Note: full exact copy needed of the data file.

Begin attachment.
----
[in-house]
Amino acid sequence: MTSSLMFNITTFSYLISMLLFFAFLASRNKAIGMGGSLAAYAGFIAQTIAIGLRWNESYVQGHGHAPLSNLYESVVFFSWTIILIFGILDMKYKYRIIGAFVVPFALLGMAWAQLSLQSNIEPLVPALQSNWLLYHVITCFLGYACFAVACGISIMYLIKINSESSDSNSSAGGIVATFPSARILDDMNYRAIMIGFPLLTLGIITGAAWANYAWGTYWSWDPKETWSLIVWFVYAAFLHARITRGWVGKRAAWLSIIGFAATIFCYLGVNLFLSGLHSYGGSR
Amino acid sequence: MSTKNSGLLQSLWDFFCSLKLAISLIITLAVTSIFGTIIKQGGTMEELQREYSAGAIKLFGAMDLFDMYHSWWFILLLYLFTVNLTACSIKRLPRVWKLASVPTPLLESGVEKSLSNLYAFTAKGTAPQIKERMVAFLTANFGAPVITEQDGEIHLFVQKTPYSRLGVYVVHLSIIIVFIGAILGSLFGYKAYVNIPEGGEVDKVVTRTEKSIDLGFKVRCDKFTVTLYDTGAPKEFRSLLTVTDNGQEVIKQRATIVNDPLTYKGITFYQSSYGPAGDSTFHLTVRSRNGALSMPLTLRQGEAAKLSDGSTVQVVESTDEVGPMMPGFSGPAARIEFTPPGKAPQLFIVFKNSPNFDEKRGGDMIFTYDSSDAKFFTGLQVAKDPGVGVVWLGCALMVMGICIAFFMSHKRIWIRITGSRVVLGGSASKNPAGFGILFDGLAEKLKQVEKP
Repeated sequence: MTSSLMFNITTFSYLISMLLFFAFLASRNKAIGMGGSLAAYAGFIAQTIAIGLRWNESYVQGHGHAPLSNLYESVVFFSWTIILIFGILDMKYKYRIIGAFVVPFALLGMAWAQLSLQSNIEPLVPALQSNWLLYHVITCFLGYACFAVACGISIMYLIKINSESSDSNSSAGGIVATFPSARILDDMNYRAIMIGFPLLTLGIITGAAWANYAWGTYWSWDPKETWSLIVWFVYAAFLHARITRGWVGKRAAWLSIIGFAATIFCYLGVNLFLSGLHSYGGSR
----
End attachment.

[in-house]
Amino acid sequence: MTSSLMFNITTFSYLISMLLFFAFLASRNKAIGMGGSLAAYAGFIAQTIAIGLRWNESYVQGHGHAPLSNLYESVVFFSWTIILIFGILDMKYKYRIIGAFVVPFALLGMAWAQLSLQSNIEPLVPALQSNWLLYHVITCFLGYACFAVACGISIMYLIKINSESSDSNSSAGGIVATFPSARILDDMNYRAIMIGFPLLTLGIITGAAWANYAWGTYWSWDPKETWSLIVWFVYAAFLHARITRGWVGKRAAWLSIIGFAATIFCYLGVNLFLSGLHSYGGSR
Amino acid sequence: MSTKNSGLLQSLWDFFCSLKLAISLIITLAVTSIFGTIIKQGGTMEELQREYSAGAIKLFGAMDLFDMYHSWWFILLLYLFTVNLTACSIKRLPRVWKLASVPTPLLESGVEKSLSNLYAFTAKGTAPQIKERMVAFLTANFGAPVITEQDGEIHLFVQKTPYSRLGVYVVHLSIIIVFIGAILGSLFGYKAYVNIPEGGEVDKVVTRTEKSIDLGFKVRCDKFTVTLYDTGAPKEFRSLLTVTDNGQEVIKQRATIVNDPLTYKGITFYQSSYGPAGDSTFHLTVRSRNGALSMPLTLRQGEAAKLSDGSTVQVVESTDEVGPMMPGFSGPAARIEFTPPGKAPQLFIVFKNSPNFDEKRGGDMIFTYDSSDAKFFTGLQVAKDPGVGVVWLGCALMVMGICIAFFMSHKRIWIRITGSRVVLGGSASKNPAGFGILFDGLAEKLKQVEKP
Repeated sequence: MTSSLMFNITTFSYLISMLLFFAFLASRNKAIGMGGSLAAYAGFIAQTIAIGLRWNESYVQGHGHAPLSNLYESVVFFSWTIILIFGILDMKYKYRIIGAFVVPFALLGMAWAQLSLQSNIEPLVPALQSNWLLYHVITCFLGYACFAVACGISIMYLIKINSESSDSNSSAGGIVATFPSARILDDMNYRAIMIGFPLLTLGIITGAAWANYAWGTYWSWDPKETWSLIVWFVYAAFLHARITRGWVGKRAAWLSIIGFAATIFCYLGVNLFLSGLHSYGGSR